My last couple of posts have been made from my new Iconia Tab W500. Too many evenings have had me sitting on the sofa hunched over a laptop, whilst my wife looks much more relaxed with her iPad. I'd get an iPad myself - they are brilliant - but you can't program on them, so that is a deal breaker for me. The Iconia Tab W500 tries to be a laptop and a tablet:
When in tablet mode it is not as good as the iPad. The touchscreen pointer does not seem as accurate and you're left feeling that Windows 7 wasn't designed with tablets in mind. The on-screen keyboard (which is a special version for this machine, not the standard Windows 7 version) is better than on the iPad ... but the less accurate pointer means that you get the wrong key sometimes. Battery life seems OK when compared to other laptops - I have taken notes on it all day (with careful use of the screen brightness control) and still had some power left. When I got the machine I did a BIOS update which seemed to make the battery life much better though.
But ... you can run Visual Studio 2010 on it - so it scores bonus points there for me. All-in-all I'm quite happy with it, it does what I wanted it to. Perhaps there will be better Windows based tablets to follow.
Back in the early 90’s I was employed to convert a piece of educational software called ‘Podd’ from the BBC Micro to the Acorn Archimedes. What I actually did was take a look at the BBC version, but completely re-write the code in C for RISC OS. When the software was released the publisher sent me a complimentary copy, since I was the author. I carefully put this copy aside for safe-keeping, where it has stayed for nearly a couple of decades. The 800k floppy disk that was included has never even been inserted into a machine.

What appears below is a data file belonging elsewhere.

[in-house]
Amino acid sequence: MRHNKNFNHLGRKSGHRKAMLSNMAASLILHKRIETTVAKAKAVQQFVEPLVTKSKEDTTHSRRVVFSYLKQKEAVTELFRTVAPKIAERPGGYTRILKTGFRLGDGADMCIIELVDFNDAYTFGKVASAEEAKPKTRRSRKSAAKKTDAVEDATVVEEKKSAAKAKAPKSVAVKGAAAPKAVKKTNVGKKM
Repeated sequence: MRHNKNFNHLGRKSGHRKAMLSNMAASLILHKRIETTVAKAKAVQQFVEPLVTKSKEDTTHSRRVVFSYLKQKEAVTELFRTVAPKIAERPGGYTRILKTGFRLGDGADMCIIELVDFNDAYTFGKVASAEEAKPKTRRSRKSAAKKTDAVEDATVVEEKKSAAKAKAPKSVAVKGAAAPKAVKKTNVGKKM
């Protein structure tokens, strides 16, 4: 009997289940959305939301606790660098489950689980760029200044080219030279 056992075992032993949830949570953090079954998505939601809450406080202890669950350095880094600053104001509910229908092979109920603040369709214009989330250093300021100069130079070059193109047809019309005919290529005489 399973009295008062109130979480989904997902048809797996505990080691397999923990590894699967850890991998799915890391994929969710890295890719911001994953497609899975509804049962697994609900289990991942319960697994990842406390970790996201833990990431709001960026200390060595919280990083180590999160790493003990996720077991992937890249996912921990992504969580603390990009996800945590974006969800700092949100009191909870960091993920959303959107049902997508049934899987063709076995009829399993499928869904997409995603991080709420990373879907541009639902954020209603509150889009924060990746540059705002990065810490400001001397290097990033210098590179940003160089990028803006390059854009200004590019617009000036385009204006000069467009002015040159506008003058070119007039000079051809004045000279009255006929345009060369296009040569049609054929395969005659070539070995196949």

Until last week that is. A friend of mine is restoring his Acorn A3000 (you read about his efforts here). So I decided that he should try and read the floppy to see if it was still intact. The good news is that the disk seems fine. My name was even left inside one of the files:
So now we’ve decided to try and make a copy of the disk, before the original is lost for all time. The only problem is that the publisher used copy protection when duplicating the disks, so I can’t just copy the disk bit-for-bit. I seem to remember that they used “flaky sector” for copy protection. So I’ve written some code using the Dokan library to create a virtual drive on my Windows machine. Then I’ve written a few extra lines of code that takes a disk image file stored on this virtual drive and emulates a flaky sector. This means that I may be able to create an image of the disk that works on an emulator on top of Windows (like the Arculator). Perhaps I’ll be able to make an exact image of the disk, including the flaky sector, and maybe my ‘authors copy’ can be properly archived for safe storage…
I don’t know if this will actually work yet, I’ll have to report back. But it has been a nice trip down memory lane…
My blog has been quiet recently. Mainly because I have been busy learning OS development. At the moment I'm calling the result of my efforts by the name "ShedOS" in honour of men who build things in sheds. I count myself in that category - even if my hobby is more likely to be practiced in Costa Coffee (drinking a flat white) than an actual shed. Maybe I need to build a better shed, or maybe sheds should serve better coffee.
As I've mentioned before on this blog, I've been following Bran's Kernel Development tutorial, so my OS is based on that. But I have been busy customising it and adding new things. Currently, ShedOS has these features:
- 32 bit x86 operating system
- preemptive multitasking
- floppy disk driver
- limited support for FAT12 filesystems (read-only)
- text only video driver (16 colours)
- exports a few system calls, like 'print', 'plot' and 'exit'
- can load and run user programs from disk
- oops, still no keyboard driver
I have just started to implement some system calls, so that the kernel can expose an API to user programs, it seems to work. If I seem surprised; it's because I am. I have gotten to the point where the kernel boots, then loads a user program from a FAT12 disk. The user program runs, making use of the kernel's API to print to the screen. Then the program exits and returns full control to the kernel again. During that whole process the system continues to multitask. Not a bad start I suppose.